(Reuters) — As Europe’s new privacy law took effect on Friday, one activist wasted no time in asserting the additional rights it gives people over the data that companies want to collect about them.
Austrian Max Schrems filed complaints against Google, Facebook, Instagram and WhatsApp, arguing they were acting illegally by forcing users to accept intrusive terms of service or lose access.
That take-it-or-leave-it approach, Schrems told Reuters Television, violates people’s right under the General Data Protection Regulation (GDPR) to choose freely whether to allow companies to use their data.
“You have to have a ‘yes or no’ option,” Schrems said in an interview recorded in Vienna before he filed the complaints in various European jurisdictions.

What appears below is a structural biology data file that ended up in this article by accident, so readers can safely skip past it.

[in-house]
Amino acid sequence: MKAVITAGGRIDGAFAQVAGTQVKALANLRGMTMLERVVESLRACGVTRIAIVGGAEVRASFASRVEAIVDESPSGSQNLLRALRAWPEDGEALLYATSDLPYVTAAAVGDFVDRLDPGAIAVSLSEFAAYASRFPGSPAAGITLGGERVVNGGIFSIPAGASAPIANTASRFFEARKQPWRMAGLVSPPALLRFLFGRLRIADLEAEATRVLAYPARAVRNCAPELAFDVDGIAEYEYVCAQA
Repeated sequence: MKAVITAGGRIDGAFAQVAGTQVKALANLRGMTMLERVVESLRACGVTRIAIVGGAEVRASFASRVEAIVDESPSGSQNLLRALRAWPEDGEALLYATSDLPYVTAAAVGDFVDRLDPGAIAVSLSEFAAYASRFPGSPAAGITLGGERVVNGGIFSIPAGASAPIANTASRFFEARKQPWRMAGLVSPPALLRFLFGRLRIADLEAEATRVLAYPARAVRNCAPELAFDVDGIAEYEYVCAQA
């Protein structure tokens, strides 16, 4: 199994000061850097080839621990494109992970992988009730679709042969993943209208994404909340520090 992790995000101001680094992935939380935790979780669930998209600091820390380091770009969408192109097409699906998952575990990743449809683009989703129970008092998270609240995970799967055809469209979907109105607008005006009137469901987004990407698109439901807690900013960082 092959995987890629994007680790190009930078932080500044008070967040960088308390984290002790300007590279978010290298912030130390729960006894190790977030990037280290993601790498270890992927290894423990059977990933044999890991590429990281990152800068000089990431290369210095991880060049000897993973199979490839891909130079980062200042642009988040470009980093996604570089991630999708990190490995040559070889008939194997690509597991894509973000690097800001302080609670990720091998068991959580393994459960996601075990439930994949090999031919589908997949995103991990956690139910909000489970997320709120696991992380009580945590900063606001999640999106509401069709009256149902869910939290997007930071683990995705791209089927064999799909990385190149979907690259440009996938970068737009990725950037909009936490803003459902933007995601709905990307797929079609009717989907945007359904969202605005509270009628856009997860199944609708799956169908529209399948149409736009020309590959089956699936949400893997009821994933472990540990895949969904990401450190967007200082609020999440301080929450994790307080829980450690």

The GDPR overhauls data protection laws in the European Union that predate the rise of the internet and, most importantly, foresees fines of up to 4 percent of global revenues for companies that break the rules.
That puts potential sanctions in the ballpark of anti-trust fines levied by Brussels that, in Google’s case, have run into billions of dollars.
Andrea Jelinek, who heads both Austria’s Data Protection Authority and a new European Data Protection Board set up under GDPR, appeared to express sympathy with Schrems’ arguments at a news conference in Brussels.
Asked about the merits of Schrems’ complaints, Jelinek said: “If there is forced consent, there is no consent.”
Scourge of Facebook
Schrems was a 23-year-old…